Consistency in the safety labeling of bioequivalent medications
Article first published online: 8 OCT 2012
Copyright © 2012 John Wiley & Sons, Ltd.
Pharmacoepidemiology and Drug Safety
Volume 22, Issue 3, pages 294–301, March 2013
How to Cite
Duke, J., Friedlin, J. and Li, X. (2013), Consistency in the safety labeling of bioequivalent medications. Pharmacoepidem. Drug Safe., 22: 294–301. doi: 10.1002/pds.3351
- Issue published online: 1 MAR 2013
- Article first published online: 8 OCT 2012
- Manuscript Accepted: 31 AUG 2012
- Manuscript Revised: 22 AUG 2012
- Manuscript Received: 23 JAN 2012
- Regenstrief Institute. Dr. Duke is also supported by a Young Investigator's award from the Indiana Clinical Translational Sciences Institute. Grant Number: KL2RR025760
- drug labeling;
- generic medications;
- adverse reactions;
- drug safety;
Bioequivalent medications are required by the Food and Drug Administration to have identical warnings on their labels. This requirement has both clinical and legal importance, yet has never been validated. We sought to determine the real-world consistency of electronic labeling for bioequivalent drugs from different manufacturers.
Using natural language processing, we indexed the adverse drug reactions (ADRs) found in the Adverse Reactions and Post-Marketing sections of 9105 structured product labels. We calculated the standard deviation in ADR labeling for each bioequivalent drug and the percent deviation of each generic label from its corresponding brand. We also analyzed the performance of individual generic manufacturers. For the 25 drugs with the greatest discrepancy in labeled ADRs, we performed manual review to identify causes of inconsistency.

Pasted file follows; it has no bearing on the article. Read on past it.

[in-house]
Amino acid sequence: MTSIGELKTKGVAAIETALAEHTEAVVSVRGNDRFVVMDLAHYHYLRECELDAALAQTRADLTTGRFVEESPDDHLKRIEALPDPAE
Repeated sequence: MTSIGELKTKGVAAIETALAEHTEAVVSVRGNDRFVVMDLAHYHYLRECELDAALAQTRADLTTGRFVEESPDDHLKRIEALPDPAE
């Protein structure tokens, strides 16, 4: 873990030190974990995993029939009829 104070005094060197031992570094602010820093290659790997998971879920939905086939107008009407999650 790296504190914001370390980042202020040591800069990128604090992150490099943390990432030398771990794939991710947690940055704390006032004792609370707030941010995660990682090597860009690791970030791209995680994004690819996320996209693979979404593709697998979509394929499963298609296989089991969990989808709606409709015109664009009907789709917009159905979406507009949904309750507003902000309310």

68% of multi-manufacturer drugs had discrepancies in ADR labeling. For a given drug, the mean deviation in number of labeled ADRs was 4.4, and the median was 0.8 (IQR 0 to 3.2). The mean range in number of labeled ADRs was 12 +/− 0.9, and the median was 2 (IQR 0 to 9). Overall, 77.9% of generic manufacturers produced labels differing from brand. Causes of inconsistency included missing tables, outdated post-marketing reports, and formatting issues.
Despite FDA mandate, bioequivalent drugs often differ in their safety labeling. Physicians should be aware of such differences and regulators should consider new strategies for harmonizing bioequivalent labels. Copyright © 2012 John Wiley & Sons, Ltd.